The pillars of the regime had been shaken by the events of 20 July, but were left not only standing, but buttressed. Hitler’s charismatic appeal had long since been weakened, but had been temporarily revived by the attempt on his life. More importantly, his hold over the regime was undiluted. The major wielders of power were divided among themselves but united in their dependence upon Hitler’s favour. Each general of the Wehrmacht, too, knew his command lasted only until Hitler took it away. Beneath Hitler, the regime’s grip had been strengthened. The key controls of the regime were in the hands of Nazi leaders with nothing to lose: they knew, and had participated in, its crimes against humanity, most obviously the extermination of the Jews.

Himmler’s empire extended into the Wehrmacht itself. His ruthless repression, now increasingly against members of the ‘people’s community’, as well as conquered ‘Untermenschen’ and ‘racial enemies’, plumbed new depths. Mobilization for total war underwent a frenzied phase of activity under Goebbels, who at the same time cranked up the propaganda machine into overdrive for the backs-to-the-wall effort. Bormann revitalized the Party, finally offering it the prospect of the social and political revolution its fanatical activist core had always sought. And Speer defied adversity in new exploits of mobilizing the armaments industry.

Military power, too, had been consolidated in the hands of loyalists. As fortunes on the battlefield worsened, the military leadership had bound itself to Hitler more tightly than ever. In the process, it had cut off any possibility of extricating itself from those bonds. It had committed itself to the very dualism that Hitler himself embodied: victory or downfall. Since victory was increasingly out of the question, and Hitler invariably and repeatedly ruled out any attempt at a negotiated settlement, that left downfall. Possibilities had changed. There was now no exit route.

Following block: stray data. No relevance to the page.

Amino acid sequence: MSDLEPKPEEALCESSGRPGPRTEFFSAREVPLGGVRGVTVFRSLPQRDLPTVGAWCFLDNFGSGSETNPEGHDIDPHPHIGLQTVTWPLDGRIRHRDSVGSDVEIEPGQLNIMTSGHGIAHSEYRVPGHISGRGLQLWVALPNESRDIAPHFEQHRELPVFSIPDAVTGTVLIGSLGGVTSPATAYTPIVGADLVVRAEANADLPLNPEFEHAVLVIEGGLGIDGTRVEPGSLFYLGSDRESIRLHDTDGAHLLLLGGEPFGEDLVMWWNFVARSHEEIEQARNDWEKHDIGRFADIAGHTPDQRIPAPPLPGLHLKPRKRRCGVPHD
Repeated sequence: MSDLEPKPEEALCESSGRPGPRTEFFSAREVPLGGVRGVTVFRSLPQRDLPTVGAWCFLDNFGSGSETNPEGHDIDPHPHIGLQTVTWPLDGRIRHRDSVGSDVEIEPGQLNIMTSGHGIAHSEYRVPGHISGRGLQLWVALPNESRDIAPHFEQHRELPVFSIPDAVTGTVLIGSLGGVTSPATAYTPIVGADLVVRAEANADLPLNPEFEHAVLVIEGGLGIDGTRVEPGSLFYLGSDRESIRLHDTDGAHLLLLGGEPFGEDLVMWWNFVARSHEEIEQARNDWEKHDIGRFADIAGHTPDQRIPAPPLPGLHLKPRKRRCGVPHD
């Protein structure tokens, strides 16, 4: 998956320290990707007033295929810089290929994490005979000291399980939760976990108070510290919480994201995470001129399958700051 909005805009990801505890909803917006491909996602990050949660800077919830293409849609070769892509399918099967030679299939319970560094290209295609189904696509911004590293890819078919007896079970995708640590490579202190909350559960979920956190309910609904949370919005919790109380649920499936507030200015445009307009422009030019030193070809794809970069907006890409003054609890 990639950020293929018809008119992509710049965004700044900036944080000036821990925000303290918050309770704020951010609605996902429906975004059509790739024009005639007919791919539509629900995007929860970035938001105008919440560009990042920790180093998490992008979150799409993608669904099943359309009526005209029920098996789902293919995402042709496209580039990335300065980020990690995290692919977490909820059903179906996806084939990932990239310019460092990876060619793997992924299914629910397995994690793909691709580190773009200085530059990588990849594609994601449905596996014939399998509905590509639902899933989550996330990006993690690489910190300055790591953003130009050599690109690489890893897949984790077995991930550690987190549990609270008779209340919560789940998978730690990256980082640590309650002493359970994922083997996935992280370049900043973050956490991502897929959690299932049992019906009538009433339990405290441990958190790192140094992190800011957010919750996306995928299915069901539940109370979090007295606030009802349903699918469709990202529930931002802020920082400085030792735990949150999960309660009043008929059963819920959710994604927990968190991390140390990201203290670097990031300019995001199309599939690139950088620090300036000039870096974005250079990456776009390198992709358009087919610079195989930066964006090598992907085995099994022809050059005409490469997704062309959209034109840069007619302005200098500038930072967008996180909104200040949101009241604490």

From the comfortable distance of imprisonment just outside London, the recently captured Luftwaffe officer Lieutenant Freiherr von Richthofen said in early August in a conversation secretly bugged by British intelligence that he was glad the assassination attempt on Hitler had failed. If it had succeeded, he claimed, there would have been a ‘stab-in-the-back’ legend such as had bedevilled German politics after 1918. This time, he added, it was politically necessary for the nation to go down the road to the bitter end. This assessment was to leave out of the equation the millions of lives that would have been saved had the bomb plot succeeded and the war been rapidly ended. But it was surely correct in its assumption that a new ‘stab-in-the-back’ legend would have arisen, posing a threat to any post-Hitler settlement. And it was undoubtedly correct in its assumption that the failure of the attempt to topple Hitler from within in July 1944 meant that the regime could from now on be overthrown only by total military defeat. Just how the regime might sustain its war effort until that point – as it turned out, still over eight months away – was a question, however, that Richthofen did not pose.